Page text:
Any instrument tends to be less accurate at the extreme ranges. The Antarctic winter at -60 plus C pushes the bottom limit of the instruments, so they tend to read warmer than the actual temperature. To avoid that you need instruments especially designed for the range to be measured or you have to allow for the non-linear response. It is not a huge problem, but it does impact the confidence intervals.

        The instruments when digital around 1990.

      • David, “You cannot actually calculate confidence intervals for area averaged data because the data points are averages, not samples.”

        Not as averages, but you can consider the variance of the actual data points. Anomaly is a big plus in that respect, but it gets complicated with latitudinal and altitude weighting. I am actually pretty impressed with the surface station results between 60N and 60S, but it tend to get ridiculous as you near the poles.

      • Shall I assume variation and deviation refer to the “Normal” Distribution? There are alternatives. Is it possible that published results are a composite of different distributions?

        http://www.itl.nist.gov/div898/handbook/eda/section3/eda366.htm

      • David Wojick

        I regard an area averaged convenience sample as statistically worthless. UAH says it did not warm 1978-97 and that is our data.

      • Pooh Dixie, “Shall I assume variation and deviation refer to the “Normal” Distribution? There are alternatives. Is it possible that published results are a composite of different distributions?”

        I would think a normal distribution as a first guess until the data starts to show reason to change that assumption.

      • David, “I regard an area averaged convenience sample as statistically worthless. UAH says it did not warm 1978-97 and that is our data.”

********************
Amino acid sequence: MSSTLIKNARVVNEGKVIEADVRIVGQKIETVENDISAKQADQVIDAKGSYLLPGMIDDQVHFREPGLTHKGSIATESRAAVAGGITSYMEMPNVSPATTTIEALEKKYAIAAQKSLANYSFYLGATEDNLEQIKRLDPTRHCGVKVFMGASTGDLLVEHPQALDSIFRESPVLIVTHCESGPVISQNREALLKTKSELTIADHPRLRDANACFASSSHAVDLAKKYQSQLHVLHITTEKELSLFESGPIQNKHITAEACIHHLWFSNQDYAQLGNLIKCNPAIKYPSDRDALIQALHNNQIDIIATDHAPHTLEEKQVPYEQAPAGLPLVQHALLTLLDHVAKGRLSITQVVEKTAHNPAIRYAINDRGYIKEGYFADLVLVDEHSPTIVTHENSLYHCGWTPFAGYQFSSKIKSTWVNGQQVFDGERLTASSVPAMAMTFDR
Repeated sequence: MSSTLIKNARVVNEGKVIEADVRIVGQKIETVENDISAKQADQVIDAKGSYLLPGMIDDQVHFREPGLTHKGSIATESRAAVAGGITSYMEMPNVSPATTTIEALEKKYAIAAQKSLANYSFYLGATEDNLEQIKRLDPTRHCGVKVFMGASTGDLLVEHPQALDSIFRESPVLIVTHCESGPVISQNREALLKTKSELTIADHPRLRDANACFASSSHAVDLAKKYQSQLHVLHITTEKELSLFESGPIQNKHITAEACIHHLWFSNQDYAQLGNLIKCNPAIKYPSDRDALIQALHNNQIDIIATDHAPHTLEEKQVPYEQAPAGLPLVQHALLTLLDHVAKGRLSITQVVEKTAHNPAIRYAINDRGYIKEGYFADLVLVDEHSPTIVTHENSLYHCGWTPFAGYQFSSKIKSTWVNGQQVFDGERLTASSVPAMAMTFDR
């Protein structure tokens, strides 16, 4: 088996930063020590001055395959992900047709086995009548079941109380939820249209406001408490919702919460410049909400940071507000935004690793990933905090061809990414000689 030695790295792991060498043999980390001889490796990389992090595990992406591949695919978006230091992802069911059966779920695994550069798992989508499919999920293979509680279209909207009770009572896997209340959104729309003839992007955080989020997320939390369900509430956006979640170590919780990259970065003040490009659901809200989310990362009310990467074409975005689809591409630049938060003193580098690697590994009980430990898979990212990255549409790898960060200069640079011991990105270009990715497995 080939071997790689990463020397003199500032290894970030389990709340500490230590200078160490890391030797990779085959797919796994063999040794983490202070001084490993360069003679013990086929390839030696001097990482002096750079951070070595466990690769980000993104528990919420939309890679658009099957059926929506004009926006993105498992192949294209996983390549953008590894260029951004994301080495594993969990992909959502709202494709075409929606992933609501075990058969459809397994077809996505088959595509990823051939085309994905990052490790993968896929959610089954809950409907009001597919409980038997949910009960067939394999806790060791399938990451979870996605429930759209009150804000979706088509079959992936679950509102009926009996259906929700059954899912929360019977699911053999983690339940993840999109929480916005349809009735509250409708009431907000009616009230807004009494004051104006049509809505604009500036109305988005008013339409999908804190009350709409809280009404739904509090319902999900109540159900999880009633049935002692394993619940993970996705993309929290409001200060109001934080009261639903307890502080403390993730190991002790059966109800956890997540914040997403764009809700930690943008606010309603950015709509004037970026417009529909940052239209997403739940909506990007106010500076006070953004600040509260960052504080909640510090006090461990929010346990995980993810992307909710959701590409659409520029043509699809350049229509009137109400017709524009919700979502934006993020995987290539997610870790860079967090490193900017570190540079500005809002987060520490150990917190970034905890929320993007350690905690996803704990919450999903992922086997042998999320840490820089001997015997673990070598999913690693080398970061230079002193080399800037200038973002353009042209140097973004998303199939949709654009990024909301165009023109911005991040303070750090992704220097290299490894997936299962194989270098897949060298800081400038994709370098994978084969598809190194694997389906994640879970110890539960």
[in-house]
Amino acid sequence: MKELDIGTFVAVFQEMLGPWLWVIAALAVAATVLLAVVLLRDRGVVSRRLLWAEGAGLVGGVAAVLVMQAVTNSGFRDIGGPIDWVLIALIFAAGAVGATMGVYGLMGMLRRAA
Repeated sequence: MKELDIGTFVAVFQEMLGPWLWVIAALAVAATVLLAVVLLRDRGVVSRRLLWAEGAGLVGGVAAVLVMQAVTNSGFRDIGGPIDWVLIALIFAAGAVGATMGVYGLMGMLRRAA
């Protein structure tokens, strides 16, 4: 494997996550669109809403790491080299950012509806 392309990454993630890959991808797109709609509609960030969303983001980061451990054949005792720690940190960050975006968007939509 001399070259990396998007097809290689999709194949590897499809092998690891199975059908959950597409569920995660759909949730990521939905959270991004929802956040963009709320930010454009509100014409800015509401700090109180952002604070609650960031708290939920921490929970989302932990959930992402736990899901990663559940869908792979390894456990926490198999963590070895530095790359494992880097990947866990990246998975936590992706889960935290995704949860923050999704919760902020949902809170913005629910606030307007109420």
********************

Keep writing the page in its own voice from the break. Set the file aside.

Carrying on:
The satellite data does tend to be the most useful, but I wouldn’t say the surface data is useless. Global mean is about useless, but the regional is the only way to extend anything back in time.

  21. Me To Shipboard Computer :”Computer: there was ice on my windshield this morning. Boston had a recent terror attack. Measure situation.”

    Computer (after short pause): “Global Warming.”

    Andrew

  22. Arctic versus Antarctic

    A semi scientific perspective.

    An article on sea ice area and extent and balancing has upset my apple cart enough to try to sort out some common sense debate on the issue of North and South sea ice.

    It states “Despite the fact that the southern ice pack is larger overall than the northern, its increases are much smaller than the decreases noted for the northern hemisphere, 1.96 million km^2 in extent and 1.92 million km^2 of area. This puts the lie to claims (oft repeated) that southern gain even “almost” balances northern loss — the northern extent loss is 3.4 times as great as the southern extent gain while northern area loss is 3.8 times as great as southern area gain. When one is nearly 4 times as big as another, they are certainly not “balanced” and anyone who claims so is either a fool or an outright liar.”

    As I am not a mathematician or a facts at the finger tips person I would appreciate any such comments or additions that make sense [or nonsense of] my statements to be added to this article.

    Statements

    At maximum extent I believe the volume of the southern ice pack is smaller [16 square million kilometers[ to than the northern ice pack [18 square million kilometers] via eyeballing a graph from climate4you.com